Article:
"Developing relationships with the security team, identifying first responders from marketing and other groups, and identifying a crisis communications external agency before you need them are all good places to start. You don't want to build all those relationships at 2am in the heat of a disaster."
The concept of having an incident response team that includes marketing and public relations executives in prominent roles is gaining favour, especially as the attack against Target actually generated more damage from the company's messy response of than from the hack itself.
Bergman says brands are advised to think about their response to a hack in a similar way to how they might handle a product recall.
"If it is done badly it will erode customer loyalty and trust faster than the incident itself," Bergman says. "It is not about the loss of customer records or the financial damage, how you react and respond to it, and how the general population sees you react and respond to that, has a bigger impact on your brand than the actual incident."
He cautions many brands may have no choice about taking cybersecurity more seriously, should the Australian Government introduce proposed legislation for mandatory reporting of cyber breaches.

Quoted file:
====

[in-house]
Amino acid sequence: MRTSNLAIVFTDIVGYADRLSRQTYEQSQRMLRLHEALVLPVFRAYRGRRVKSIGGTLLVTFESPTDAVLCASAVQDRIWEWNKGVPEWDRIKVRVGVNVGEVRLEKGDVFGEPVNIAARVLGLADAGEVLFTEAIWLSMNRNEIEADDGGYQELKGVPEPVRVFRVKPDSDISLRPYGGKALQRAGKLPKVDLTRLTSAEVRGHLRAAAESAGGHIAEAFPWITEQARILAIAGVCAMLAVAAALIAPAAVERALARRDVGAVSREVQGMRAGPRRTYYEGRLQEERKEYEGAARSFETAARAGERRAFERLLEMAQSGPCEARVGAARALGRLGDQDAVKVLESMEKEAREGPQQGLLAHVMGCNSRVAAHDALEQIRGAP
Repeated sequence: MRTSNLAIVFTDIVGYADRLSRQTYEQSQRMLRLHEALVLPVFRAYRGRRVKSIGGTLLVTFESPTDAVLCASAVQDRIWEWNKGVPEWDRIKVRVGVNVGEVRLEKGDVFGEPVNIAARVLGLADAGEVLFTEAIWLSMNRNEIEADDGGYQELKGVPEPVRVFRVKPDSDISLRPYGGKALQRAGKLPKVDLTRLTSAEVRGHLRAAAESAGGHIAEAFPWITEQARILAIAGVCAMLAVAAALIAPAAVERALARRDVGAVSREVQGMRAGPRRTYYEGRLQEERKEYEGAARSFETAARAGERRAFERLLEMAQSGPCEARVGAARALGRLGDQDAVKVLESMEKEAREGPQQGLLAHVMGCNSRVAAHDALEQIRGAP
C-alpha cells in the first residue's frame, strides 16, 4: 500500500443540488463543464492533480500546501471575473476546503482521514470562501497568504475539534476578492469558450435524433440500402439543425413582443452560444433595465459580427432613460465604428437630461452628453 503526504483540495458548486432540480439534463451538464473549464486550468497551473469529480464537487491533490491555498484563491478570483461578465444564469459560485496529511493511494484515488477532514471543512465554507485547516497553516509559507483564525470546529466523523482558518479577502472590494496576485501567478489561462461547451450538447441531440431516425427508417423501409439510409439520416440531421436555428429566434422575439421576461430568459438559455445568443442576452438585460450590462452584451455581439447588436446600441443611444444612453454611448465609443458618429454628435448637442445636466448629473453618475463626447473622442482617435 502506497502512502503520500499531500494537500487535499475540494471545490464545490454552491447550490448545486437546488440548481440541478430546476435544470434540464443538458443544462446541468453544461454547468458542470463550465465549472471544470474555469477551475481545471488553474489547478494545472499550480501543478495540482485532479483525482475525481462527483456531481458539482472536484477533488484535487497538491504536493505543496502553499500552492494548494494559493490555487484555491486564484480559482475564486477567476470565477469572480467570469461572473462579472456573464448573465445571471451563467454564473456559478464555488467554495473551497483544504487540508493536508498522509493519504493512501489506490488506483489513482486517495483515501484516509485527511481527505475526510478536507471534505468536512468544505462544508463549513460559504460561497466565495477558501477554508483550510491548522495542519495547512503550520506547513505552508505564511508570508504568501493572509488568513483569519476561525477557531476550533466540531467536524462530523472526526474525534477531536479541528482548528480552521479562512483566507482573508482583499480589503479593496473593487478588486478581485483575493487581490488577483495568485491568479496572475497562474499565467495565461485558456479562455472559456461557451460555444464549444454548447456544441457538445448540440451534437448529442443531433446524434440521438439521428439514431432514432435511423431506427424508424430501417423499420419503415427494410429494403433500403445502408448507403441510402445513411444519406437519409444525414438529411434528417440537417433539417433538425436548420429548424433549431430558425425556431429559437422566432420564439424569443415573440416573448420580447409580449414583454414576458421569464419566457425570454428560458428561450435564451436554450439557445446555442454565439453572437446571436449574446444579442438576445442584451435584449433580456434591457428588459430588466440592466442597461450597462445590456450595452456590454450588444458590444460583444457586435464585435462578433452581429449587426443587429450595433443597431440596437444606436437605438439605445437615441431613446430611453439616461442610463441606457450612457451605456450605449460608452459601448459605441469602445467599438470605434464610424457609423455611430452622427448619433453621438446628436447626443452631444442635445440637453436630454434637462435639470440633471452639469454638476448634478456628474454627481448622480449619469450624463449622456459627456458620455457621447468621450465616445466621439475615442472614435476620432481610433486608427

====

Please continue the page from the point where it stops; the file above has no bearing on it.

For many, that means a lot of work has yet to commence. Ruchatz recommends one of the first steps for marketers should be to engage in a dialogue with IT to negotiate service-level agreements for security and availability. This should be a two-way conversation, with IT explaining which systems are critical to customers and marketing, and marketing explaining which data is most critical for its operation and sensitive to its customers.
This also means marketers understanding what the recovery options are from a breach, in terms of how often backups are taken and how quickly they can be restored.
"Right now, most companies haven't really cared for this in a way that they have a reliable service-level agreement or even something they could promise to their end customers, so they try to avoid that topic and exclude it from the marketing message," Ruchatz says.
Getting the support of the board
Another path of action is to raise the topic of cybersecurity and brand damage at higher levels in the organisation. Chief executive officer at the Australian Information Security Association (AISA), Arno Brok, says cybersecurity is an issue that should come from the top of the organisation down.
"It is not an IT problem," he says. "The IT guys will do their best, but at the end of the day they have limited resources and limited capabilities.
"The business has to drive it. If the CEO, CFO and the whole board actually understand cyber risk, and they understand that they have to have a plan in place, it should be a business driver to do better security. People should think much more from a business sense, rather than 'what happens if we get breached?'
Sign up for MIS Asia eNewsletters.